Author: Kerrie Forster

Revisit: Understanding Fatigue

At Seawork 2018 the Workboat Association launched the ‘Understanding Fatigue’ safety poster which was developed in conjunction with the MCA and The Shipowners’ Club, to help crewmembers identify the signs of fatigue – both in themselves and in others – at sea.

Following the 2017 WA / Offshore Wind Safety Forum, where the issue of fatigue featured as a major point of concern and discussion, the WA spent the best part of a year researching and discussing this challenge with its members and the wider maritime community.

Particular thanks go to NWA Safety Forum Chair & Committee member Kerrie Forster, for his tireless work on this initiative.

The posters ‘designed to be displayed on all vessels, were distributed at WA events following the launch and ran until stocks dried up! But don’t worry, the posters are still electronically available for download here:

The campaign page can be viewed by members here:

For further information or access for non-members, please contact us via:

Further Reading:

2018-08-09 09:00:00.0

Member Profile: Mike Proudlove, Offshore Turbine Services

At what age did you first decide to take up a career in the Maritime Sector?

I grew up in Pembrokeshire, west Wales and started messing around in boats at an early age. After completing my first commercial yacht delivery while I was still at university, the idea of making a living while working on, or around, the sea was not so much a conscious decision, more a natural progression. A career in the maritime sector has allowed me to work in some beautiful places, such as Turkey, Vancouver Island and more recently Kaua’i.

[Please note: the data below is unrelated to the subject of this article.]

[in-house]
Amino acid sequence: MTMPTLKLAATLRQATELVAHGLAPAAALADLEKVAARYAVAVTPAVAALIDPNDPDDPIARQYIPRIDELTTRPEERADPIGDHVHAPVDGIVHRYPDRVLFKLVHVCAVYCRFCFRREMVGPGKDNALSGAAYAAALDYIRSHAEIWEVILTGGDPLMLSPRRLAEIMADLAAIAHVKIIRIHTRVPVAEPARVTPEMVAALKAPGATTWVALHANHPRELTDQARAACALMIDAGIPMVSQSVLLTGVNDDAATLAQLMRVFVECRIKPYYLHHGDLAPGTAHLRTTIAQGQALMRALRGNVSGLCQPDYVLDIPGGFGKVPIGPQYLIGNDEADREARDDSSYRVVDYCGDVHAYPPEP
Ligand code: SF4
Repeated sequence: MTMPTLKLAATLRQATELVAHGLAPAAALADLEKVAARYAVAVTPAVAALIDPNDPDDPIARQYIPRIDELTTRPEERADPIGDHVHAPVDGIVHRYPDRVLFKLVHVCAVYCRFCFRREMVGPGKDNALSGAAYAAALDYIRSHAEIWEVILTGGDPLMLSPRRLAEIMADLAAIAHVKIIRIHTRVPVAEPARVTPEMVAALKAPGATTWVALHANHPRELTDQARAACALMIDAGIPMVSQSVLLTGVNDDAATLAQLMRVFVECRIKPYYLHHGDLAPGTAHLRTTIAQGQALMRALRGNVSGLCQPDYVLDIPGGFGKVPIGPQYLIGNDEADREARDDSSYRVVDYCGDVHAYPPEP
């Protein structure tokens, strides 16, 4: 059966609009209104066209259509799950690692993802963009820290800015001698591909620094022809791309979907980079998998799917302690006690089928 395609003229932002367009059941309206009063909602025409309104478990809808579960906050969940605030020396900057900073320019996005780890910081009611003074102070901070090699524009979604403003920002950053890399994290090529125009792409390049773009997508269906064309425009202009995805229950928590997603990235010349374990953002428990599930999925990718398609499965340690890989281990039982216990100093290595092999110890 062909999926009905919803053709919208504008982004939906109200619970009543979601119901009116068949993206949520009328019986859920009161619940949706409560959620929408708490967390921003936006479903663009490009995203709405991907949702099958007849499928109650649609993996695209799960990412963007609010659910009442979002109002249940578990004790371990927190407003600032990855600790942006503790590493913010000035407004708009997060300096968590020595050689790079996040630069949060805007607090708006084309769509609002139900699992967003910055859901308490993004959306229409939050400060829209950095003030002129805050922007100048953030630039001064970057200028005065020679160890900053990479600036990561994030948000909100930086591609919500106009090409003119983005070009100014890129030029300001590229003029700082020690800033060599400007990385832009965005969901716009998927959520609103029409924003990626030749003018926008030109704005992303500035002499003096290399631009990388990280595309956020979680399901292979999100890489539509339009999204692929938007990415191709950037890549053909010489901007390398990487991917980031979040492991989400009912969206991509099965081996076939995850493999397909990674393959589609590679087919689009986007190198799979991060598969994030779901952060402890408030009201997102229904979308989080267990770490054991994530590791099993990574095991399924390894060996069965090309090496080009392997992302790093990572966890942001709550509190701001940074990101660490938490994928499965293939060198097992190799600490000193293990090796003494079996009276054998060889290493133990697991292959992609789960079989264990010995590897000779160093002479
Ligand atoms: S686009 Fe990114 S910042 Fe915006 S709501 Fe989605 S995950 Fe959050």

How did your career progress prior to your current role?

Prior to working with CTVs, I worked as a vessel surveyor for ten years, first in the US and then the UK. As well as doing vessel inspections, I taught at the boatbuilding college in Milford Haven and worked with the International Institute of Marine Surveying (IIMS) to develop the BTEC HND in Marine Surveying. I am still involved in surveyor training and education.

What is the history of Offshore Turbine Services?

Offshore Turbine Services was formed in 2011 by Nick Bright, Phil Collins and Robin Jones. Nick has a successful fishing business in the English Channel and North Sea, fishing for whelks and crabs. Nick was obviously aware of the growth in offshore renewables and he also had a large pool of skilled crew who were eager to try something different. Meanwhile, Phil and Robin were looking to invest in the renewables sector and the combination led to the formation of OTS. The commitment and unique selling point, right from the beginning, has been to run fuel-efficient vessels with a team of like-minded crew, motivated to reducing our environmental impact in all aspects of our business. This has remained our philosophy and, along with safety, remains our most important KPI.

Where are the Offshore Turbine Services fleet currently working?

Four of our vessels are currently in Germany and the other three are in the UK. As well as offshore renewables in the German Bight, over the last three years we have worked on some very interesting projects in the Baltic, including the construction of the first offshore wind farm in Finland.

Do you ever get involved in work outside of the Offshore Wind Sector?

Yes, for the last three years we have focussed as much on marine civils as we have on offshore renewables. All our vessels have water jets and their shallow draft makes them well-suited to river and near-shore work, such as supporting dredging and pipeline projects. We had three vessels working on the Nord Stream 2 Pipeline last year and we are currently working on the Elbe Deepening project. These are exciting projects with innovative partners and they present plenty of new challenges for our team.

How do you see the future for the Workboat industry and how do you think the WA can help its members further?